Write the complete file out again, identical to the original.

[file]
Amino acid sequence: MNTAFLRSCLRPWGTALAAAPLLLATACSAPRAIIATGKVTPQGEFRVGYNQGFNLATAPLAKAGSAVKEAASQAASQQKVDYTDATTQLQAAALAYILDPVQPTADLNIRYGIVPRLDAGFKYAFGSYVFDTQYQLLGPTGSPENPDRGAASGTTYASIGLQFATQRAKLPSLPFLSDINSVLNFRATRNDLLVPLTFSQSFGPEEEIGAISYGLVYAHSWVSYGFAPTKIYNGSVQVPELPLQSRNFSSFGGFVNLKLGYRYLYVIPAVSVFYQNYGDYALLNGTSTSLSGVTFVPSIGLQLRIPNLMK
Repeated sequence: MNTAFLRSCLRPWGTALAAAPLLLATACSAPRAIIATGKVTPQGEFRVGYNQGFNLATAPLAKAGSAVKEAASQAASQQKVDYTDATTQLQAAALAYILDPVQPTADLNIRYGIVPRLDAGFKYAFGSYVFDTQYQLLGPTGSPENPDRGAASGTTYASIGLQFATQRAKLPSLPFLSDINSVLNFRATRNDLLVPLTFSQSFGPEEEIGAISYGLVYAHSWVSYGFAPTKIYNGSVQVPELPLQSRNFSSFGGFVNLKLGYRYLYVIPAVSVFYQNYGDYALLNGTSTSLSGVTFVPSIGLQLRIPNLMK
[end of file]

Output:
Amino acid sequence: MNTAFLRSCLRPWGTALAAAPLLLATACSAPRAIIATGKVTPQGEFRVGYNQGFNLATAPLAKAGSAVKEAASQAASQQKVDYTDATTQLQAAALAYILDPVQPTADLNIRYGIVPRLDAGFKYAFGSYVFDTQYQLLGPTGSPENPDRGAASGTTYASIGLQFATQRAKLPSLPFLSDINSVLNFRATRNDLLVPLTFSQSFGPEEEIGAISYGLVYAHSWVSYGFAPTKIYNGSVQVPELPLQSRNFSSFGGFVNLKLGYRYLYVIPAVSVFYQNYGDYALLNGTSTSLSGVTFVPSIGLQLRIPNLMK
Repeated sequence: MNTAFLRSCLRPWGTALAAAPLLLATACSAPRAIIATGKVTPQGEFRVGYNQGFNLATAPLAKAGSAVKEAASQAASQQKVDYTDATTQLQAAALAYILDPVQPTADLNIRYGIVPRLDAGFKYAFGSYVFDTQYQLLGPTGSPENPDRGAASGTTYASIGLQFATQRAKLPSLPFLSDINSVLNFRATRNDLLVPLTFSQSFGPEEEIGAISYGLVYAHSWVSYGFAPTKIYNGSVQVPELPLQSRNFSSFGGFVNLKLGYRYLYVIPAVSVFYQNYGDYALLNGTSTSLSGVTFVPSIGLQLRIPNLMK